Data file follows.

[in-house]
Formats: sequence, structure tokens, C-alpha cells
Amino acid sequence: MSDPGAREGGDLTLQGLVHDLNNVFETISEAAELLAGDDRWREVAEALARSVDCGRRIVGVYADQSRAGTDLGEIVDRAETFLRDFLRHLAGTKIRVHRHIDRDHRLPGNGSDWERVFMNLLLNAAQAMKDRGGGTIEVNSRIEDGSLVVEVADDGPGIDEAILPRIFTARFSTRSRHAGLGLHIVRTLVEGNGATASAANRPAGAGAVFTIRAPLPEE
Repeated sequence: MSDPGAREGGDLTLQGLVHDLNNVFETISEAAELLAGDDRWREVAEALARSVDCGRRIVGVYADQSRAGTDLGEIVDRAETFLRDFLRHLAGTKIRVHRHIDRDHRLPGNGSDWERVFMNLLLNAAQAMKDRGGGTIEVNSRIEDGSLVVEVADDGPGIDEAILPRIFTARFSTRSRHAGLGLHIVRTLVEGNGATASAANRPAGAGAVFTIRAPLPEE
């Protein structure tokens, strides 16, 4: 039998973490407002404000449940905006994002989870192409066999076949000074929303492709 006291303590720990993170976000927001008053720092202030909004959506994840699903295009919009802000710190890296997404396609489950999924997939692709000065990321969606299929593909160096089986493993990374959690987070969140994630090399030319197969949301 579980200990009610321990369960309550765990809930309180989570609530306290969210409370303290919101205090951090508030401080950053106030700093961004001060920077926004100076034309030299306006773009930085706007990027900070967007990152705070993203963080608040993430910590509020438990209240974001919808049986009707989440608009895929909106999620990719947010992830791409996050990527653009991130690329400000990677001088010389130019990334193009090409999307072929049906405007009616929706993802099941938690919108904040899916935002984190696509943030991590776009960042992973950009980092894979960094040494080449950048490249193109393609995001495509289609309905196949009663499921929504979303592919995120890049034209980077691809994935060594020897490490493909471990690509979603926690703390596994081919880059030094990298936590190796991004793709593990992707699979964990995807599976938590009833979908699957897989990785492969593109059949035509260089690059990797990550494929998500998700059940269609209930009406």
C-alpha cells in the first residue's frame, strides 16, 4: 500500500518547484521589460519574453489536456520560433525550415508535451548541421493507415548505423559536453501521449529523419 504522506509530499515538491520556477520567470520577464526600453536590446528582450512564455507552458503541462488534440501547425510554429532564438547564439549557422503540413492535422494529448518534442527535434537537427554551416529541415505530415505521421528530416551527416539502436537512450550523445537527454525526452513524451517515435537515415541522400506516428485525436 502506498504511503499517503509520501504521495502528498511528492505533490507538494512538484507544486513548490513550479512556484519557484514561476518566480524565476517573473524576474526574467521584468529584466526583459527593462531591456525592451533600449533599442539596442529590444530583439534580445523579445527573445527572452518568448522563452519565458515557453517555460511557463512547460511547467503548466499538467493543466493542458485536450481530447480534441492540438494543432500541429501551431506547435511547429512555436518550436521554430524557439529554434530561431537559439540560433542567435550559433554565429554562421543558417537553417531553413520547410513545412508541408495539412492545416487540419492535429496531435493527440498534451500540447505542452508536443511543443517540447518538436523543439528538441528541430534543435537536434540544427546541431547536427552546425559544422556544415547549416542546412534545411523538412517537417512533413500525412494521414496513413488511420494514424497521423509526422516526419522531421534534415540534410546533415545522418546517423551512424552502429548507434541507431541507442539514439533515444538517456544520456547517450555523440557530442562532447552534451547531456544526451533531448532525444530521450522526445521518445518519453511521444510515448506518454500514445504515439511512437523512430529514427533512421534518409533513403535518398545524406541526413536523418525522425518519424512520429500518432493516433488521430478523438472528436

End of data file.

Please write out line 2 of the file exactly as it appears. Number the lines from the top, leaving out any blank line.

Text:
Formats: sequence, structure tokens, C-alpha cells